Chromebooks are usually good for basic stuff – web surfing, video streaming and like, that is. They’re ideal for people who don’t require a lot of performance, and especially for those who don’t like to play fancy games. They’re also very inexpensive, and Toshiba Chromebook 2 (CB35-C3300) is no different – it’s a well-priced unit with casual user friendly Celeron processor and 4GB RAM running the show. Questions about its other features and more importantly, value, will be be answered below!
What can I do with this computer?
The idea behind Chrome-based laptops, to put it simply, is that they’re good for anything you can do on a browser. This particular model, the Toshiba Chromebook 2 (CB35-C3300), features Celeron 3215U as its processor. It’s definitely not too powerful one (dual core, 1.7GHz clock speed without turbo), but considering it’s only the Chrome browser you’ll be running, there is no threat this Chromebook would actually slow down.
In addition, having 4GB system memory helps with the system running nicely, even if you like to browse web with multiple tabs open. The 16GB eMMC storage is a feeble one, but then again you won’t be installing a lot of files locally – Windows executables won’t work here. You can get more storage capacity with memory cards or using cloud services.
So can I also play games?
If you mean top level Windows games like Battlefield 4 or Grand Theft Auto 5, I’m afraid you’ll be disappointed. On the OS level, Chromebooks don’t support such games. If you’re a geek, you can of course install Linux and use Windows emulators, but I don’t think that Average Joe can do that. And there’s a problem at hardware level too, the only graphics engine you’ll find in this unit is the Intel HD integrated one, not really powerful enough to run such demanding games. Browser games will work here, but not those you normally install on Windows systems.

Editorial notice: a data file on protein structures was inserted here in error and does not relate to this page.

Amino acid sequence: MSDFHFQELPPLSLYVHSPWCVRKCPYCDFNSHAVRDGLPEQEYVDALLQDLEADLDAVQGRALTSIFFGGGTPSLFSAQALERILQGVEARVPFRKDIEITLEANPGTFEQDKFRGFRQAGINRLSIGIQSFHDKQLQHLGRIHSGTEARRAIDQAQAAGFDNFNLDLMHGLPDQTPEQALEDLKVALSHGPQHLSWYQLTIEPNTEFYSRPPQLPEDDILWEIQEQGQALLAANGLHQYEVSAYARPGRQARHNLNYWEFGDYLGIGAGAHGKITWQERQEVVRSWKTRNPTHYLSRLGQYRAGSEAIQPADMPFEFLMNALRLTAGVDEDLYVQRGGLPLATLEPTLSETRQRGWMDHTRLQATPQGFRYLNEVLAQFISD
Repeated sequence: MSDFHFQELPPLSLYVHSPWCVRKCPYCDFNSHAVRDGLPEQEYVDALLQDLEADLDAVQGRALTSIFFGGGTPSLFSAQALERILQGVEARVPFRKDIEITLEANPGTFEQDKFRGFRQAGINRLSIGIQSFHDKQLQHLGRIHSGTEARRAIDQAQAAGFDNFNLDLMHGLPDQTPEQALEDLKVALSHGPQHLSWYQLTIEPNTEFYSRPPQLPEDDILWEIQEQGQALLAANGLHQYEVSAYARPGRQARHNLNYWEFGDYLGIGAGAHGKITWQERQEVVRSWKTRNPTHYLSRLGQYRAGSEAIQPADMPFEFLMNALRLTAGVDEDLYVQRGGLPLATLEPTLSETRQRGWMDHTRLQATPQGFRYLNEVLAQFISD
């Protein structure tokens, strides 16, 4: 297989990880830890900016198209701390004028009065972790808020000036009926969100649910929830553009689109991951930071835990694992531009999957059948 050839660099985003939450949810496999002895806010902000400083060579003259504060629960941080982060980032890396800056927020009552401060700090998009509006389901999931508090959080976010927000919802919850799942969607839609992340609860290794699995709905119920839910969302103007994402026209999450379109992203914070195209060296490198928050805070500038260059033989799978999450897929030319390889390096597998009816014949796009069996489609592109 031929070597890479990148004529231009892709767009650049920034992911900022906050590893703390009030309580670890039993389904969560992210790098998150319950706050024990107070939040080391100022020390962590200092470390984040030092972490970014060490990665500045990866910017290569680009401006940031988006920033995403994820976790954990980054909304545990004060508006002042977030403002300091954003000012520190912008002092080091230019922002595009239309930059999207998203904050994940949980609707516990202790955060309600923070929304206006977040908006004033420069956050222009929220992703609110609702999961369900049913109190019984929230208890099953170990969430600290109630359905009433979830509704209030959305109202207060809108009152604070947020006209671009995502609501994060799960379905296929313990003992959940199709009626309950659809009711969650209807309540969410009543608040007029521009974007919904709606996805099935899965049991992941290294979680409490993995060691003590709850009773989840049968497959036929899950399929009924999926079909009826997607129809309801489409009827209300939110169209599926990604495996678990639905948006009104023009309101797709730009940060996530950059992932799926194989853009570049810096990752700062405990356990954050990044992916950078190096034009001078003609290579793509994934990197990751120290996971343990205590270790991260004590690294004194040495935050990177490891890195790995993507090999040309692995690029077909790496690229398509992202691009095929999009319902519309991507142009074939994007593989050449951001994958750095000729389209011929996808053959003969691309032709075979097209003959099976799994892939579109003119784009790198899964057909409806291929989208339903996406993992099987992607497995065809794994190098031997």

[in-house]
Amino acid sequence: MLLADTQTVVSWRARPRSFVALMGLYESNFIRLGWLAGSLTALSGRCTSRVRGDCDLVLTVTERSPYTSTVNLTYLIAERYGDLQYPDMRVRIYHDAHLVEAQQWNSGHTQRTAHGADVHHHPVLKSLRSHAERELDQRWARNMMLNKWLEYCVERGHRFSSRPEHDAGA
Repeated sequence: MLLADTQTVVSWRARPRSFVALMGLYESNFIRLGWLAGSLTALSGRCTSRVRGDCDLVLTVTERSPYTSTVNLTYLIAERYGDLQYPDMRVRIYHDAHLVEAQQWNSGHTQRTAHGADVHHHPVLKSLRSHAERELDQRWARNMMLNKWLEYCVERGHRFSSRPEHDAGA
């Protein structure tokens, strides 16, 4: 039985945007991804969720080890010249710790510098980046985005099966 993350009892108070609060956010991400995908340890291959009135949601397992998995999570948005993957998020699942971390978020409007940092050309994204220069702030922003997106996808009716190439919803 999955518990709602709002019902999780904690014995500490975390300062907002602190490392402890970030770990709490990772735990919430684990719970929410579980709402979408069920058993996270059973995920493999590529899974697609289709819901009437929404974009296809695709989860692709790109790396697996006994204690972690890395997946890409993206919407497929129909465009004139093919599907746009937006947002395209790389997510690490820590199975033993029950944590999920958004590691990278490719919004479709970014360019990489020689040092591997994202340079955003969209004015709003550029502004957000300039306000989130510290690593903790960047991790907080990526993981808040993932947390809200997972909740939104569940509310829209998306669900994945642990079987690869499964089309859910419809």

Is the display good?
Very good quality from a 350 bucks laptop screen can’t be expected, right? Well, I must say the 13.3″ display doesn’t look bad at all: it supports Full HD and even the panel type is IPS (good colors and viewing angles). It’s very rare to see a 1080p display in this inexpensive laptop, it never happens in Windows world, but Chromebooks make their own rules :)
Toshiba Chromebook 2 (CB35-C3300) has two USB ports, the other is USB 3.0, so you can’t plug in too many peripherals at the same time (unless USB hub is used). Your television can be hooked up to the laptop’s HDMI-out connector.
Even though Chrome computers are supposed to be used online, this model doesn’t have RJ-45 port, but a high quality Intel’s dual-band A/C WiFi + Bluetooth 4.0 combo card is installed. And truth be told, if you want to use the wire (RJ-45, that is), you can always get USB adapter for that.
Optical drive is missing in Chromebooks because the OS has limitations on what you can do with them. You can still read data discs if you want, but indeed you’ll need to get USB-connecting external DVD drive to access discs in the first place.
A HD webcam is embedded in the screen bezel like in all laptops. I don’t think it works for Skype video because Chrome doesn’t support it, but Google Hangouts would be a good alternative if you wanted to video chat.
Other important things
Are you concerned about the portability of this laptop? Well, don’t be, Toshiba Chromebook 2 (CB35-C3300) weighs just 2.9 pounds and its 3-cell 44Wh battery should last 7 hours in real life (ad copy talks about 9 hours but you rarely reach the promised duration).
This Toshiba is nothing but an inexpensive model, yet it features a backlit keyboard.
Toshiba Chromebook 2 (CB35-C3300) is one of the stronger Chrome-powered systems, essentially due to its 4GB memory solution – with that kind of RAM, running multiple browser tabs at the same time will be a walk in the park. Processor is far from stellar, but for stuff done on the Chrome browser it’s very, very sufficient. Gaming is of course a bad choice on any Chromebook, but for day-to-day use this kind of Toshiba is a good alternative if Windows is boring the heck out of you.